Law in Contemporary Society

Learning Who I Don't Want to Be

-- By VendarrylJenkins - 27 Apr 2018

Conversation That Got the Wheels Turning

The lawyer, and more importantly the person that I want to be is mostly informed in contrast to where I am presently. That pointed realization flooded my mind as a result of a conversation with my brother. He asked me, “at which point in the past few years were you the best version of yourself?” I replied that I was the best version of myself right now, accepting as the gospel my dad’s saying, that each phase of life should be better than the last. Unapologetically my brother quipped, “well damn, I clearly didn’t realize how much you sucked before.”

Failing to Be Present in Important Relationships and Correcting the Pattern

My brother’s dig was an expression of his anger and frustration with me for one reason: I had failed to be present. But, the truth is that I continue to fail to be present in my life—a life of family, friends, romantic relationships, hobbies and simple joys. I am in law school—I say it as though it validates my neglect of both myself and others. In these past months, my orbit of cares rotates from JG 101 to 105 and check-ins at Big Warren every so often. It should have clicked that I needed to check back into life when I received six calls from a childhood friend one night. I ignored them because I was too busy being a Columbia law student, and he, like everyone else could wait. When I finally returned his call, I learned that he had drowned, been resuscitated, was in the hospital, had failed out of a competitive program, and he needed his friend. But, I was unavailable because I had a brief to finish. The list of times I failed to be present this year is exhaustive. But, for every friend I lost, I reminded myself that this is a temporary sacrifice to achieve my goal of stability.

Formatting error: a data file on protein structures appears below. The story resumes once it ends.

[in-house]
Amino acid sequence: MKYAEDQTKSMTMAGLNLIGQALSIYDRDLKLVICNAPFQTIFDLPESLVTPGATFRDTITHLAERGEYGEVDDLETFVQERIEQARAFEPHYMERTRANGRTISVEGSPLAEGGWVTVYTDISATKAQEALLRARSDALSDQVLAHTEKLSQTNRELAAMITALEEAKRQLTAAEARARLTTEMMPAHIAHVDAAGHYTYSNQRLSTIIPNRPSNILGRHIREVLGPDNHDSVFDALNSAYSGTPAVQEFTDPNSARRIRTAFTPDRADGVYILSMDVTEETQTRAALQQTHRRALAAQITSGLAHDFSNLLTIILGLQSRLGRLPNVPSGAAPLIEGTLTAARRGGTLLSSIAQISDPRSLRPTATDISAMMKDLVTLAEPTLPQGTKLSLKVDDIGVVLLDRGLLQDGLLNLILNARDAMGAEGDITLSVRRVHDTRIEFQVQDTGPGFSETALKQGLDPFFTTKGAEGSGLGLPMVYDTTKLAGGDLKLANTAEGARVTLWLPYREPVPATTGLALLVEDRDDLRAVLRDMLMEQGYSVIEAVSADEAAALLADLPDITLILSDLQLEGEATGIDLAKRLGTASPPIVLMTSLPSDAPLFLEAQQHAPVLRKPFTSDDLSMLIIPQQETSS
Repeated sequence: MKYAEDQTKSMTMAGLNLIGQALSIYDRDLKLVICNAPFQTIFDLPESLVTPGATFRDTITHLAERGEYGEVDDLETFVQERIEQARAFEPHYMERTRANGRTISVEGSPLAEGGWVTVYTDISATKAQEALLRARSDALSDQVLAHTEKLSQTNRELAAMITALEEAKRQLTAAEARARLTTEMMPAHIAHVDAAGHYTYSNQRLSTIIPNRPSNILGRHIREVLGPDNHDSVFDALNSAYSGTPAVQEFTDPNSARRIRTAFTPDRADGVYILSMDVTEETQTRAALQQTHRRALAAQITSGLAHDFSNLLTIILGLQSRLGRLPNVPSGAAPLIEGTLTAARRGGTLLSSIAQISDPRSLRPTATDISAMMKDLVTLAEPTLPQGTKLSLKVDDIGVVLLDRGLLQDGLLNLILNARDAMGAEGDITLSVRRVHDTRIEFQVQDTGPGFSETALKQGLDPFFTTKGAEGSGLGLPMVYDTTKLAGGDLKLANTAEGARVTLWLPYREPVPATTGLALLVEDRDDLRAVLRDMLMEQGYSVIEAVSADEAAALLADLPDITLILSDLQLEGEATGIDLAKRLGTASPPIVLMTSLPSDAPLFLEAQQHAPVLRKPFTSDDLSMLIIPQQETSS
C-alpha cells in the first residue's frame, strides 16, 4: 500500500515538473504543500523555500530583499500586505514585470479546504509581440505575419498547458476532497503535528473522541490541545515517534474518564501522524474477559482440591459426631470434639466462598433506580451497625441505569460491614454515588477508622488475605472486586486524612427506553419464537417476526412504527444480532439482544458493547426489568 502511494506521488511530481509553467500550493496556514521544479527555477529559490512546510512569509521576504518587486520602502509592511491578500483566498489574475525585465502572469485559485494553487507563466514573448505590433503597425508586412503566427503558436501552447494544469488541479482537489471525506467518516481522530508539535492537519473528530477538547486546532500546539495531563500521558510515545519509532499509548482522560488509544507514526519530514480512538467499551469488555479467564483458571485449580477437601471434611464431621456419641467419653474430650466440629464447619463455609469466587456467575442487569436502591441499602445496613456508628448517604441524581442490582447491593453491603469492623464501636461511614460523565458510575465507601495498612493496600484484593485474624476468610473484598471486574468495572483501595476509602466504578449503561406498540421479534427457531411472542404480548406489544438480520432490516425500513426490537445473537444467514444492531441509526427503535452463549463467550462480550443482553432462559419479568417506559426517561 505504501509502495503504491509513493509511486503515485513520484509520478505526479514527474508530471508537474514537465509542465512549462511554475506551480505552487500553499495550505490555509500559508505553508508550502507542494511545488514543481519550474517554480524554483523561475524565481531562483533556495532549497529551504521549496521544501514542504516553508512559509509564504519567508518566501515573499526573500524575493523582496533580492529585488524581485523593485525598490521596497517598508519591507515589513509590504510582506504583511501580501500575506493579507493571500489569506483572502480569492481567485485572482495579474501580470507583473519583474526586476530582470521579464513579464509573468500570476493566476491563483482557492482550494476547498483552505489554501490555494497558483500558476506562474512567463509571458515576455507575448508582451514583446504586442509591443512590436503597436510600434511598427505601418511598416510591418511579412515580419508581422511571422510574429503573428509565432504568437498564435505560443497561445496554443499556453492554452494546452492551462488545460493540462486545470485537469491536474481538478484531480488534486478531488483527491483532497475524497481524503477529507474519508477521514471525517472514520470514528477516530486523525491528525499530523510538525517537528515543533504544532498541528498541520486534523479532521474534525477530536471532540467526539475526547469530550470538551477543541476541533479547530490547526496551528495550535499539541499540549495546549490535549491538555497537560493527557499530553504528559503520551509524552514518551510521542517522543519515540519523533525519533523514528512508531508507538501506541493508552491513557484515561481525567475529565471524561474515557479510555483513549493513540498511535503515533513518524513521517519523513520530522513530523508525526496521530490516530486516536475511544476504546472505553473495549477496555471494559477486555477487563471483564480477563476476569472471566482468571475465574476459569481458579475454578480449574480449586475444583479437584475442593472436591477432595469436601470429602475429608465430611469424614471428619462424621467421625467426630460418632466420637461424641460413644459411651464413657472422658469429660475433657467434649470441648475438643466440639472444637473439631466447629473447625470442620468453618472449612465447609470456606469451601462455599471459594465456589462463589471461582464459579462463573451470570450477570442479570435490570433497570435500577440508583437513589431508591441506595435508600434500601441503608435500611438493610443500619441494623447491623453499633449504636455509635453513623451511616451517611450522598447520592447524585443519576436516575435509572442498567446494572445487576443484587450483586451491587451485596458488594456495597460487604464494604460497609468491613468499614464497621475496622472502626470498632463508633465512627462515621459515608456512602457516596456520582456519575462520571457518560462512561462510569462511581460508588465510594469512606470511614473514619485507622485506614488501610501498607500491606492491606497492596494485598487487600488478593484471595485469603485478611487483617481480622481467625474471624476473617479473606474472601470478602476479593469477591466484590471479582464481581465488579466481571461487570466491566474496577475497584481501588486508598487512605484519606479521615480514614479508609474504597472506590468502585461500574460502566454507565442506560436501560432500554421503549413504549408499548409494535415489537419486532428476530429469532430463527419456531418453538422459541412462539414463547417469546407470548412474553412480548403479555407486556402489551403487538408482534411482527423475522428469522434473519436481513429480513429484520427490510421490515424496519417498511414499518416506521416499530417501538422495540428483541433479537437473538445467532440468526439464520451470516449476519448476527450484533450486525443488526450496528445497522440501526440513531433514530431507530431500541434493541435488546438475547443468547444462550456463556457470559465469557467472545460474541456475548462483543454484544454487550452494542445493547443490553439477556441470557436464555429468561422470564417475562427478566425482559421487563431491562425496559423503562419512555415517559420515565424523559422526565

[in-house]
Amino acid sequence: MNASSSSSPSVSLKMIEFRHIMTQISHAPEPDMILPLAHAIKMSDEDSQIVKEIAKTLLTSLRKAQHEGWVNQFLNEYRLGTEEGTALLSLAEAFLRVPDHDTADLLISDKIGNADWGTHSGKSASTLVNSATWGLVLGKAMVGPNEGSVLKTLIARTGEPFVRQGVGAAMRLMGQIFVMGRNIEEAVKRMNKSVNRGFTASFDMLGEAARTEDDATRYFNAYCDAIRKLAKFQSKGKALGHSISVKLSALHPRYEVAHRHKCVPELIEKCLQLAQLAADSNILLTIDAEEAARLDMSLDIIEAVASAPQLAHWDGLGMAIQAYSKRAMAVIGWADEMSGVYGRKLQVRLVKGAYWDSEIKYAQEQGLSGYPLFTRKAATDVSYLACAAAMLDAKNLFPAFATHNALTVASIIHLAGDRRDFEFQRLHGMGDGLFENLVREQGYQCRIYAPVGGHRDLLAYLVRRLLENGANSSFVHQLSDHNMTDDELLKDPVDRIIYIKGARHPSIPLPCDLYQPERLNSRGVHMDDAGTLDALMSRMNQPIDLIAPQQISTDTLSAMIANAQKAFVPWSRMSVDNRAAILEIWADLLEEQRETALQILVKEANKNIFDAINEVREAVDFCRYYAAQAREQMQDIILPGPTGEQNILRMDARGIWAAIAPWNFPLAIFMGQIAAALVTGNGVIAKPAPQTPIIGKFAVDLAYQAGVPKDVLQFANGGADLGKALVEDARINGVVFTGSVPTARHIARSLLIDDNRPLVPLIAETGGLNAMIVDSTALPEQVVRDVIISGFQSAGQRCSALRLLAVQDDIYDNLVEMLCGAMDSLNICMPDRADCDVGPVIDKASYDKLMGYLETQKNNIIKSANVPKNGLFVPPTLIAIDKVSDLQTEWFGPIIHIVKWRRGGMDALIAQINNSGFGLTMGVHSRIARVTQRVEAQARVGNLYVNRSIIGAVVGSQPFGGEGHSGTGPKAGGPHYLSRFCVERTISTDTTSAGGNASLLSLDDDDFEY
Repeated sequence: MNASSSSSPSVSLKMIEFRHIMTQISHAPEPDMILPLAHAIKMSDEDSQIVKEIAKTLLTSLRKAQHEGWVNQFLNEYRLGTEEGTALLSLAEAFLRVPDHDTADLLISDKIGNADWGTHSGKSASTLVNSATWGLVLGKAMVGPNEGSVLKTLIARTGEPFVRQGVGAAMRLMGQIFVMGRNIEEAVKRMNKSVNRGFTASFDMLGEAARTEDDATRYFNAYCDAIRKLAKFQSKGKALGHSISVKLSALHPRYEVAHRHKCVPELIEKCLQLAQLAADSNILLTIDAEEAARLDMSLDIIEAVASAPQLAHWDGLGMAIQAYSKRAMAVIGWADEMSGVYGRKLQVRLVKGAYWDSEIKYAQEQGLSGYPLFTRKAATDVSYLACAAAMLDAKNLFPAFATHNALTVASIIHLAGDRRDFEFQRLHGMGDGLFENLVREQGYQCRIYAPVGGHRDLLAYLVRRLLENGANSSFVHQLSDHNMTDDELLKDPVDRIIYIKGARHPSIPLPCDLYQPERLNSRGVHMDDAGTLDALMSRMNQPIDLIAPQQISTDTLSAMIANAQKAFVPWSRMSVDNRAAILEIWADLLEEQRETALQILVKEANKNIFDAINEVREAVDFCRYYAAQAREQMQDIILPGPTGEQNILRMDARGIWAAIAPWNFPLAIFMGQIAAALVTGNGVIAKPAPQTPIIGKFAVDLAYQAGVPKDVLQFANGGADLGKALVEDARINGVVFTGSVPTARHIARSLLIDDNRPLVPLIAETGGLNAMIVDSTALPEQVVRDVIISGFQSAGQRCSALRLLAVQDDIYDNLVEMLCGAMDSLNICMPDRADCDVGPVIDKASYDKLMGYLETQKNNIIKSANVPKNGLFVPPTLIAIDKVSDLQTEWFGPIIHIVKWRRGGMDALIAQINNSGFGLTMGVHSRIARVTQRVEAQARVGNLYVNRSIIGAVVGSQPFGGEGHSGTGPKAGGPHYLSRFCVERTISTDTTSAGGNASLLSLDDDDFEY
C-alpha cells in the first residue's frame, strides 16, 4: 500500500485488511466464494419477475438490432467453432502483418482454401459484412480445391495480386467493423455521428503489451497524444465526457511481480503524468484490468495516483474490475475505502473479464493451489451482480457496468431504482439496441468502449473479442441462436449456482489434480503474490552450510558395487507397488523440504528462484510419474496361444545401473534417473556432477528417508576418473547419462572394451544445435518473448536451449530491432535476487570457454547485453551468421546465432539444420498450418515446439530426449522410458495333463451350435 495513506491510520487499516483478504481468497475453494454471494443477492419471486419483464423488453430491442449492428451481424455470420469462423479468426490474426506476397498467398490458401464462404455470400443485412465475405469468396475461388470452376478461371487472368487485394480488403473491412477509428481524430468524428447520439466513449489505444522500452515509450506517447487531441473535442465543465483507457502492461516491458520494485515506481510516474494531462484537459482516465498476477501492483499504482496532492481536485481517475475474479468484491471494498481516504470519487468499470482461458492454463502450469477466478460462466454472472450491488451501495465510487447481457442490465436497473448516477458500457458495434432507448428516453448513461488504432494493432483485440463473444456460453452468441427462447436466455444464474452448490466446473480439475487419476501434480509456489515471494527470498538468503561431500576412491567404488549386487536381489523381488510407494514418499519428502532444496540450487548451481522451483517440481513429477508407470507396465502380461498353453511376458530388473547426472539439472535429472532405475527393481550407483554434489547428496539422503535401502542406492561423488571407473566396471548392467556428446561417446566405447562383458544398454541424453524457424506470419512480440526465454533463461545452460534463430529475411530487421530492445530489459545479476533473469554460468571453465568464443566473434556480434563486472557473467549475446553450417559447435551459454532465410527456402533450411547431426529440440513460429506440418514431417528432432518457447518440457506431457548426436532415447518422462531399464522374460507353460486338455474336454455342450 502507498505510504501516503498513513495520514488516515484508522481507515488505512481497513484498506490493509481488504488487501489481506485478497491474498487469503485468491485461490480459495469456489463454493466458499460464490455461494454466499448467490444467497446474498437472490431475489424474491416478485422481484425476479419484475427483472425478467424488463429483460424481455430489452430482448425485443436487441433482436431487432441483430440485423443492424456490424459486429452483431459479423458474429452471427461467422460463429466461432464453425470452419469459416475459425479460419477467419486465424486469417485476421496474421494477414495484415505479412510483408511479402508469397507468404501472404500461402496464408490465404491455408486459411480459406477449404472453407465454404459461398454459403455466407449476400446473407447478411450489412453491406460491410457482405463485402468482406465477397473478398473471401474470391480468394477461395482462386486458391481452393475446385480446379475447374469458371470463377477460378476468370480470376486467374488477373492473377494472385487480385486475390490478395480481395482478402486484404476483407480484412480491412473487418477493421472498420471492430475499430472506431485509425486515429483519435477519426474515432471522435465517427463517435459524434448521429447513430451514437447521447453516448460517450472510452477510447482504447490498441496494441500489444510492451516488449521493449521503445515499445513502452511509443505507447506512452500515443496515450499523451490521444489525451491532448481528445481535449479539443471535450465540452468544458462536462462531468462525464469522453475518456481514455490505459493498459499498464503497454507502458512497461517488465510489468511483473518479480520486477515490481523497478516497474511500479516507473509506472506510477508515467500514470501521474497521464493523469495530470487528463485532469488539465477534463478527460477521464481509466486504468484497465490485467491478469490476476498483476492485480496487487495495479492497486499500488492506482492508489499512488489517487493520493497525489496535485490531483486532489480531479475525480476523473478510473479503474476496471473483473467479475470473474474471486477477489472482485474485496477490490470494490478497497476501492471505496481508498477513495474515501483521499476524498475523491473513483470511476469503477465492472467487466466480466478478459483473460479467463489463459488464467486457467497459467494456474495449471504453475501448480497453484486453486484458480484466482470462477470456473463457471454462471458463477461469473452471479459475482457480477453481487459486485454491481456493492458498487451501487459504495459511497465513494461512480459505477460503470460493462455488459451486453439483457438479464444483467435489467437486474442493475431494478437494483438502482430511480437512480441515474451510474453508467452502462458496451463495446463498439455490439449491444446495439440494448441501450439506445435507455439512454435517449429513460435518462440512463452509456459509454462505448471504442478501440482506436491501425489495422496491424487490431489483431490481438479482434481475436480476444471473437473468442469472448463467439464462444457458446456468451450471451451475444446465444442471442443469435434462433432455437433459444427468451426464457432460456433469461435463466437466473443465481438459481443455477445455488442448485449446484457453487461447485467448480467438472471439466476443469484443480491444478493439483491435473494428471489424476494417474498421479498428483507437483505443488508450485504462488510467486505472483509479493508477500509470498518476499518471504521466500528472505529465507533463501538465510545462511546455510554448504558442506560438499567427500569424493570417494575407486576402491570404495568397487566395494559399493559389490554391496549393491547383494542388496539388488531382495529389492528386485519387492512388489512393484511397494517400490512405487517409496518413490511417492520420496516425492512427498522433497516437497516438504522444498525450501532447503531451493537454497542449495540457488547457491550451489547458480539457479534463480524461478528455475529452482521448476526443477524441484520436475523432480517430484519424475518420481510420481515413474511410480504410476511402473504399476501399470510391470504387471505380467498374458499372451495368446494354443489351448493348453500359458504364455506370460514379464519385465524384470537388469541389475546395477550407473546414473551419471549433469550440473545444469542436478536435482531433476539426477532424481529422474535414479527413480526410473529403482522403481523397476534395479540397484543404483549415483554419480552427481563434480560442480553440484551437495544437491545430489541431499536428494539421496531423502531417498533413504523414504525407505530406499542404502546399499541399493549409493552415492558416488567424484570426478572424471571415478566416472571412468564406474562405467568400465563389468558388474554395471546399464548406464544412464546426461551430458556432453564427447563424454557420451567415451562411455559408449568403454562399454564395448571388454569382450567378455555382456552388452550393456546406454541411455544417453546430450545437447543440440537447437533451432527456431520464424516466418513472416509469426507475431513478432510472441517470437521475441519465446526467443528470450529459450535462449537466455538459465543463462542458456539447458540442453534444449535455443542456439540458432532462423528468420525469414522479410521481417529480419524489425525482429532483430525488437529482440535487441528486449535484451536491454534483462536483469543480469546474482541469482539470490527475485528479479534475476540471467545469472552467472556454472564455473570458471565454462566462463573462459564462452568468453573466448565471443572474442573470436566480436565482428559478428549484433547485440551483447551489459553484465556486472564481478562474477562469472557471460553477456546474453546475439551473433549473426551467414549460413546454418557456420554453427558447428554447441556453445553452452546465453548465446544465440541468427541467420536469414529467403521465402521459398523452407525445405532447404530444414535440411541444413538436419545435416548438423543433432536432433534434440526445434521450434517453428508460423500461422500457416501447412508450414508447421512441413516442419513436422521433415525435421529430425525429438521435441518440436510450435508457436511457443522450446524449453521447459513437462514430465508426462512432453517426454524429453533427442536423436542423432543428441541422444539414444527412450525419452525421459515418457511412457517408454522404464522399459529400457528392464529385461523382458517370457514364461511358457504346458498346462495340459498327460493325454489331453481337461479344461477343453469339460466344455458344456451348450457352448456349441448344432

However, today I think I am realizing that it may not be temporary. There will always be an excuse to abdicate agency of my life so long as I practice law and deceive myself into thinking law will be my source of stability. My brother made it clear to me, the law is not enough. It does not provide the security I need. It undoubtedly brings me less joy, laughter, and fulfillment than the beautiful collection of people for whom I have failed to be present on this journey so far. So, if I become a lawyer I want to be an active participant in the lives of those I care about.

Value in Self

As I move forward, I have to be present to care for others, but ultimately, I must make time to care for myself. In this past year I have rarely stopped to stand in the moment at hand to check on how I was doing. The world of law school went from deadline to deadline: applications, elections, interviews, exams, repeat. At every stage of the process I was looking to the next rung I had to climb. I didn’t stop to appreciate success, and I didn’t have time to reflect on why I might have experienced some failures. I have not been present enough in the moment to provide a space for introspection, or growth or even to take a moment to define what my goals are. Instead, I’ve developed insomnia and look in the mirror disappointed with my physical health. I stopped working out, stopped taking walks to think, and I haven’t sat in a coffee shop to read a book for amusement since I began law school. I stopped investing in the healthy habits that I loved, because my time was dedicated to a future happiness by obtaining some amorphous future goal. So far, the worst part of law school is that I don’t have a bar of personal contentment because I have become dependent on external validation. It is an addiction that never allows me to say, I am satisfied. I am no longer motivated by an internal thrust to achieve. Instead I am chasing the nearest congratulations. Moving forward, I don’t want to be a lawyer that allows law and its culture to come at the expense of self. So, today I went out and enjoyed the sun, had lunch with a friend to share some laughs, and even dared to have a drink during the exam study period.